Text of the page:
Maree led the way to the wide gap on the other side. I closed my eyes, imagining myself back in my bedroom in the De Corlette manor, wishing the whole thing to be just a dream.

I opened my eyes to see Maree jumping across to the far side. Ana followed and then Jack. I looked up at James and he motioned for me to go first. I winced, I couldn’t do it. I just couldn’t.

“Need a hand?” James’ low voice spoke in my ear.

I shook my head, and tried to stop myself from thinking about it. I jumped.

Maree caught my hand as my feet slipped on the far side, her weight pulling me up. For a moment my feet slid down but then I was across, sprawled on the ground beside Maree.

I picked myself up, Maree doing the same, and James jumped across, landing at least a meter further from the edge than he needed to.

Maree pointed a finger. “There be a beet o’ a track jest thet wey, noot too hard t’ climb,” she whispered.

I rubbed my sore knee as I followed he others to the track. Maree scrambled down agilely, her feet quick to find the tiny ledges that could support her weight.

The sounds of soldiers were dim but still near, and we moved slowly, keeping noise at a bare minimum.

When we were all on the ground Maree looked around, uncertain of the way to go. Jack tapped her shoulder. “I know a good place to hide,” he whispered. “I’ve got a friend who lives near here.”

She nodded, and he led the way. He paused often, looking around to get his bearings, but through the rain it was hard to see anything.

I shivered in my wet clothes, wrapping my arms around myself for warmth. My head felt light and I blinked away a wave of weariness.

Jack dropped to his knees in front of a large clump of bushes growing close together. He turned. “Okay, I’ll just warn you that this friend of mine is a little...strange. He’ll be very pleased to see you all,” he said reassuringly as he saw the look on Maree’s face. “He just might show it in an odd way. He’s a hermit,” he added as an afterthought.

I nodded slowly, peering into the bushes. If this friend lived under there, I wasn’t going to be looking forward to a warm bed. Hermits didn’t really have things like that. I’d never seen a hermit before but I’d always been mildly afraid of the ones in pictures – particularly their long, white beards that went down to their knees.

Jack pushed through the bushes. His feet disappeared and the only sign that he was still there was the moving branches. I glanced around, everyone else hesitated, so I shrugged.

I stepped forward, parting the bushes with my hand. A sort of track appeared before me and I crawled in. The bushes were surprisingly soft, and I had no trouble moving onward. In a moment I came into the clear. I looked up, uncertain whether I actually wanted to see the ancient hermit.

I never did.


***

1. A body crashed into me before I could rise and I started to struggle. Then I realised the hermit was hugging me. Awkward.

2. A boy of about fourteen looked at me curiously, his head on one side. “A girl,” he murmured. “So that’s what a girl is like.”


3. Jack pulled me to my feet. “Don’t say anything,” he breathed in my ear. “Just stand still and don’t yell, or scream. Don’t say anything.”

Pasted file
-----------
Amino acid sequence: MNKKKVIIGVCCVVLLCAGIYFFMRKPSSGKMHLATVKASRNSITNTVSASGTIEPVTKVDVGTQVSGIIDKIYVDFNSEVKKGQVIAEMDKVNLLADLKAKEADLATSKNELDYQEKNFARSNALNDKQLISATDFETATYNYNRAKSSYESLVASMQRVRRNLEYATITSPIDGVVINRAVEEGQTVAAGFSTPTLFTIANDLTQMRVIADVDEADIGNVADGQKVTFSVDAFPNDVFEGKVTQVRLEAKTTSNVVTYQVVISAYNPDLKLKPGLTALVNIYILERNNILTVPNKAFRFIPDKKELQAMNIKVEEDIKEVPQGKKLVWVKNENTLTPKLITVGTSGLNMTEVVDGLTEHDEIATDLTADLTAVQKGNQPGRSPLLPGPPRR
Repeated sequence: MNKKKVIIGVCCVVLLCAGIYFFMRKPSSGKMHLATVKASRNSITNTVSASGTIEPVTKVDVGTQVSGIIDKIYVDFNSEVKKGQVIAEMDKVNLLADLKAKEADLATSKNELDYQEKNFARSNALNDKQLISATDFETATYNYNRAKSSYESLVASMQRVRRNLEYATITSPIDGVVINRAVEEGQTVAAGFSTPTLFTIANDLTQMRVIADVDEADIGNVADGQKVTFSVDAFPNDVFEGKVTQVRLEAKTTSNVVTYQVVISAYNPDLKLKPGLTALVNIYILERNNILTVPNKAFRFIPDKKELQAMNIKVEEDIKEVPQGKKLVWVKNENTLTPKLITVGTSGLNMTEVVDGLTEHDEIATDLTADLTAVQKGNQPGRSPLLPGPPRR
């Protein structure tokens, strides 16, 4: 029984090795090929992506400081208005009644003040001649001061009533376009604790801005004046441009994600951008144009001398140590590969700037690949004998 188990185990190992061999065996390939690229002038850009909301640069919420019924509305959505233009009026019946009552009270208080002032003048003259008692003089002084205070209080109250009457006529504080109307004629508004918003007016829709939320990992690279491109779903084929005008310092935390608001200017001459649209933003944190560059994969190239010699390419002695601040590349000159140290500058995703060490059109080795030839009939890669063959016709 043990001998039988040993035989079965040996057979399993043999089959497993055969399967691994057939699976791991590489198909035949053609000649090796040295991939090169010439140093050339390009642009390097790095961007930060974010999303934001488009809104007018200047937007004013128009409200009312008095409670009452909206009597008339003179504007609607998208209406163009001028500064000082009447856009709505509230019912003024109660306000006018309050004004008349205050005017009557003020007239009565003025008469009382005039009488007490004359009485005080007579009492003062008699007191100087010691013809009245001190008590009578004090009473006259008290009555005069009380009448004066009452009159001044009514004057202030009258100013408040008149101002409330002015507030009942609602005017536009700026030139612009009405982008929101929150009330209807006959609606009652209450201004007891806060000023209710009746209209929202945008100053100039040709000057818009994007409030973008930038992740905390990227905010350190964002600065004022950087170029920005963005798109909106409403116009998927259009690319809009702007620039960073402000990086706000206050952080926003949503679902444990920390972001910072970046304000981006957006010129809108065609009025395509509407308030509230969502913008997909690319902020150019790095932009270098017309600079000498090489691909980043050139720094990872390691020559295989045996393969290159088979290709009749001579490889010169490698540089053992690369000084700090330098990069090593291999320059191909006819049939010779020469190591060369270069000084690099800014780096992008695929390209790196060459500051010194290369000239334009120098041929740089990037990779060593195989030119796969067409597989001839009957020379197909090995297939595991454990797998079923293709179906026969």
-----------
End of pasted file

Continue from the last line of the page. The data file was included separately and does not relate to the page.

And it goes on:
***

Sorry if this Fragment wasn't terribly interesting. More was supposed to happen but somehow it got long when only a short amount of story-time had passed. That just happens sometimes...
I also realised a fatal flaw in the story so far...They haven't eaten anything yet. Oops. I'm hopeless when it comes to writing practical things like that. In 'The Bridge of Anskar' there were a couple whole scenes that I got rid of because they were utterly ridiculous: my attempts at practicality. :D
Thanks for reading.

Fare Thee Well!

16 comments:

  1. can't choose.... any of them..... but if it is the second I would need a good explanation because the definition of a hermit is 'a person living in solitude as a religious discipline.'

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    Replies
    1. Oh, I'll work something out...I do have a slight vague idea.

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  2. I think I like number one but they all look very fun and very different!

    Oh, and here in America, February is usually the nastiest month of the year and we spend it huddled inside wishing for March/Spring. :) Just thought you might like to know that piece of information!

    ReplyDelete
    Replies
    1. I obviously thought up good ones this time!
      One day I'll be an expert on America...but it is not this day. :)

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  3. I'll go for option three... not sure why though.

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    1. 'You will vote for option three' *waves hand dramatically*
      I know why, I used my Jedi mind tricks on you... :D

      Delete
  4. I just tagged you for the Infinity Dreams Award, Jane! That is, if you want to do it. Oh, and feel free to change my spelling of "favorite" to one that is more comfortable for you! ;)
    http://createdbythecreated.blogspot.com/2016/02/infinity-dreams-award.html

    ReplyDelete
    Replies
    1. Thanks! You actually managed to find 11 blogs to tag! To tell the truth, I've never actually managed to follow all the rules of one of those tag things. :)

      Delete
  5. I'll vote for option two :D

    Yay for "Ana" and "James"'s return! I wonder what they were doing there in the first place though... Hmmm.

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    Replies
    1. You'll learn soon enough...as soon as I have time for them to sit down and explain things a bit. I thought I'd just gotten rid of all the mysterious stuff! :)

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  6. Replies
    1. We have very varied votes this week! :)

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  7. I vote for option 1 and both the boys for option 3!

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    Replies
    1. Oh...it seems we have equal votes for option one and three...

      Delete